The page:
Calmer trade, vigilance remains: The sense of cautious optimism in markets remains. Extreme swings in sentiment have been absent. Calm prevails, albeit within a mindset of greater vigilance. There hasn’t been a face ripping rally, nor a vertigo inducing fall, in global equities this week. The trading activity does feel distinct from that which was experienced in December. Fear and subsequent volatility is unwinding. The VIX continues to edge lower, though at a slower pace now. Several of the panic-inducing issues that drove the bearish activity in markets in the last quarter of 2018 appear to be progressing positively. But it’s understood that in the case of almost all these matters, ranging from slowing global-growth, to the trade-war, to Brexit and to Fed policy, that there is much more to unfold.
US stocks await their test: An inflection point will arrive where market participants will have to decide whether to push this rally in global equities from simple bounce to true recovery. The United States stock market sits at the epicentre of financial market volatility right now and judging by the price action on the S&P500, we may be inching towards that point. Putting aside the nuance of individual geographies, the S&P500 has set the tone for trade in the rest of the world’s markets. As it stands, the index has demonstrated an initial higher low, following its recent bottom at 2350. The Bull’s fight really begins now, as traders eye a cluster of resistance levels between 2580 and 2630, which will determine in a big way whether this rally has legs.
The risks and opportunities for US bulls: The impetus to get US stocks through that cluster becomes the question. We’ve arrived at this juncture courtesy of confirmation of a still-strong US labour market and a dovish-Fed. That is: good data, and (relatively) easy monetary policy conditions going forward. From here, to sustain the market’s run, that’s what the bulls want to see. There are several opportunities coming up toward the back-end of the week to test these two parameters. FOMC Minutes get released tomorrow, Fed Chair Powell speaks on Friday, and US CPI data is released early Saturday morning (AEDT). Moderate inflation and a cool, supportive and deliberate Fed is what bulls are after. An overshoot of the former (which isn’t expected) and a more Hawkish tone from the latter could drag the rally-down.
Geopolitics: trade-war and Brexit: There are a couple of other not-so-fundamental macro-events that may also dictate sentiment. The trade-war and the ongoing negotiations between the US-China in Beijing is one; the other – and this is very much secondary to the trade-war – is Brexit and the upcoming “meaningful vote” on a Brexit bill in the UK House of Commons. Trade war negotiations are progressing well, from what is being reported: talks have been extended another day, as China’s top economic policy maker, Liu He, joined the fray in the past 24 hours. Brexit is looking far less optimistic. In-fighting and chaos remain in UK Parliament and in the Tory party, in-particular. Article 50 looks as though it could be extended, however a no-deal Brexit still appears the likely outcome at this stage.
Risk remains “on”: The confluence of stories has developed into a metanarrative that is supportive of risk-taking. It must be said that the fundamentals haven’t changed that much, however sentiment has shifted and markets are now playing follow the leader. The effect of this in the last 24-hours saw gains in global share-indices (with the notable exception of China), another leg lower in global bonds, a lift in commodity prices, a contraction in credit spreads, and a bid-higher of riskier growth-currencies. The US Dollar climbed slightly overnight, but that was mostly due to a weaker EUR and Pound following Brexit developments and very weak German Industrial Production data. Gold, the proxy for risk throughout the recent market volatility, continued its pullback courtesy of the stronger greenback and generally lower risk-aversion.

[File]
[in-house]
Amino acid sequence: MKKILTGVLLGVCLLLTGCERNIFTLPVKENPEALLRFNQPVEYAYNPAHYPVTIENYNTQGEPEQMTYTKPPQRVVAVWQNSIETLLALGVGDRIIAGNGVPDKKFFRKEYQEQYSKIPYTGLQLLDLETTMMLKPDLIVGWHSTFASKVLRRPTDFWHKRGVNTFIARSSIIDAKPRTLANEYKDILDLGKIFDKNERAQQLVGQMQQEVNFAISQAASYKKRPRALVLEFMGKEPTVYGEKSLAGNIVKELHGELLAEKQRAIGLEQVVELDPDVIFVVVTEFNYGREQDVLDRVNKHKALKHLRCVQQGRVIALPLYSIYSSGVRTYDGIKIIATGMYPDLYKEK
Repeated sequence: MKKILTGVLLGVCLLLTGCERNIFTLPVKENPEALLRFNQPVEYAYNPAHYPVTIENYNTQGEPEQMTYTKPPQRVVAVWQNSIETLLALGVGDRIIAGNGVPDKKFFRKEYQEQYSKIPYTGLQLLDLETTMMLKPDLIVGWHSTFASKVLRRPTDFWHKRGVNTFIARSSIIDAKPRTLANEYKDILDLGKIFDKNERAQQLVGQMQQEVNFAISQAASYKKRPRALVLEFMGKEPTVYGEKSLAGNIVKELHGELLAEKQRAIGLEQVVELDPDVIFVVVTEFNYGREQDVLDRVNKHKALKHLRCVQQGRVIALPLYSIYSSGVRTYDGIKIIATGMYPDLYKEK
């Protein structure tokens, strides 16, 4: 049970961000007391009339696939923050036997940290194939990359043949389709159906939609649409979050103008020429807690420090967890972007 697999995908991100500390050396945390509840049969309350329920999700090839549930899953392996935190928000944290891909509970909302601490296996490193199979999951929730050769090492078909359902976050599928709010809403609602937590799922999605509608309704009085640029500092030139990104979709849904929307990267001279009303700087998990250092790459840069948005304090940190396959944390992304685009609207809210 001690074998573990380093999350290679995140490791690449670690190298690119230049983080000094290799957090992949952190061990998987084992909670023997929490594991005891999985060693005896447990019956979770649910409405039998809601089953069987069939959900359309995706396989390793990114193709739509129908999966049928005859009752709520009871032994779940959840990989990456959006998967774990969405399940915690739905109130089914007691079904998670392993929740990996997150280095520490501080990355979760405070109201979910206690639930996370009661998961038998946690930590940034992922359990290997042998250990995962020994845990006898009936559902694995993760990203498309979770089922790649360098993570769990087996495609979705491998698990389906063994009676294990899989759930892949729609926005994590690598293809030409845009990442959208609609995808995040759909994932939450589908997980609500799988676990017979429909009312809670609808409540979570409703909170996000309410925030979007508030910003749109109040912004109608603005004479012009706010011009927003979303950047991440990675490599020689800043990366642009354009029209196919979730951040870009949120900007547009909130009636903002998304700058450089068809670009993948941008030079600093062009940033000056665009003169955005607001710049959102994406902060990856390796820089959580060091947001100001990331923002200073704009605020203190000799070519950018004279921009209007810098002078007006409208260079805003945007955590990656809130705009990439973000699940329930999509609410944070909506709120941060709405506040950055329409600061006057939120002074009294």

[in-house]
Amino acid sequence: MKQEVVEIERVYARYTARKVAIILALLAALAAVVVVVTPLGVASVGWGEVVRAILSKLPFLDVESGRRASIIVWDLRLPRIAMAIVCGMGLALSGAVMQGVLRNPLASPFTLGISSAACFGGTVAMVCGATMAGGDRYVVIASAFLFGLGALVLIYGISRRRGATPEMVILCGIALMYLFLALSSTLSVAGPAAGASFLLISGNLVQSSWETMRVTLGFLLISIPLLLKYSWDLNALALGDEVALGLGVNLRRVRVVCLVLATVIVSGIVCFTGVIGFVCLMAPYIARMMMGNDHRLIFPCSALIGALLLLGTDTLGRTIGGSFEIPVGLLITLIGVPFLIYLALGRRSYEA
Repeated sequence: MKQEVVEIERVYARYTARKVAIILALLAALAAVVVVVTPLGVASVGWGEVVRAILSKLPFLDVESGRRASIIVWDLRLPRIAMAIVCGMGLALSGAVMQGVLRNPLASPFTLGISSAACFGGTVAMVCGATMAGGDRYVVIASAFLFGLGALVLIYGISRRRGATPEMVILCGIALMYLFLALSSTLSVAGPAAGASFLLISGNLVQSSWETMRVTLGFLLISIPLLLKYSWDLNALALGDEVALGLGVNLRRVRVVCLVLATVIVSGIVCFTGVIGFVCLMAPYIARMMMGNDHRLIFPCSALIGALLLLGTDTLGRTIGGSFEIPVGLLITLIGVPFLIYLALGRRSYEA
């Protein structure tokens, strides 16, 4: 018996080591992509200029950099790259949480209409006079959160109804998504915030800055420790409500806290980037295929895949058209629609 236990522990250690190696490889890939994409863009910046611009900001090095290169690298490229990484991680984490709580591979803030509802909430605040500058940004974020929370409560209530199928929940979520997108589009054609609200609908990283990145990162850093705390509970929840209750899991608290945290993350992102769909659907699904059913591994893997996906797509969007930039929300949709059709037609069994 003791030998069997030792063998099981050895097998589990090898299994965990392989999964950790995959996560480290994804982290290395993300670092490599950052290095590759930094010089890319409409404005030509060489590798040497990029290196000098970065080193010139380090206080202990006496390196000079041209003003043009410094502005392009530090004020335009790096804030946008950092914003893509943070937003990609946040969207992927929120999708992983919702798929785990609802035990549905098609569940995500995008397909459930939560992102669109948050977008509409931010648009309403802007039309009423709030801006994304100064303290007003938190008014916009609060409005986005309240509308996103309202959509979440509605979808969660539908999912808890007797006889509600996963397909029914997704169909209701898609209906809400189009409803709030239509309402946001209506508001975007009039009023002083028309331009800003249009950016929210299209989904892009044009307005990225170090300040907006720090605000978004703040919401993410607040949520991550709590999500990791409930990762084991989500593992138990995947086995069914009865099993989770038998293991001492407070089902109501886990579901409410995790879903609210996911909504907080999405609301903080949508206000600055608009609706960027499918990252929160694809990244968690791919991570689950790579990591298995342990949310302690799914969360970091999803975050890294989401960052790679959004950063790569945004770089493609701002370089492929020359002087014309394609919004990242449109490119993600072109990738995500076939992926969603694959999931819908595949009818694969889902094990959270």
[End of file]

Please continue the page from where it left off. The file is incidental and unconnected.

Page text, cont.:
The ASX200’s climb: SPI Futures are pointing to a lift for the ASX200 this morning, of about 19 points. The Australian share-market is demonstrating activity still below average, though well within the normal range for this time of year. Nevertheless, the bulls did well to maintain control of the market yesterday. Following a sputtering start that saw the ASX200 dip below its opening level, the buyers wrestled control of trade, and after several attempts, managed to push the index clear of resistance at 5700. Breadth was solid at a 70.5 per cent, and every sector finished in the green for the day’s trade. Promisingly too, two of the better performing sectors were health care stocks and information technology stocks, revealing an appetite for growth by investors.
The Aussie market’s test: Like its US counterpart, the ASX200 confronts a handful of resistance levels that mark potential inflection points. The resolve of the bulls has proven ample this week in general: downward sloping trend-lines have been broken, and yesterday the index managed to close above its 50-day moving-average. Such with the S&P500, a higher-low has been established in the price, follow the recent bottom at 5410. The hurdles for the market in its bid to prove a recovery in the day ahead is twofold: major trendline resistance, traced back to the ASX200’s decade-long September high, exists at a scratch above 5670, before a play to 5780-5800 exposes itself. A break and hold above these levels will add credence to the notion a bottom has been formed in the market.
Written by Kyle Rodda - IG Australia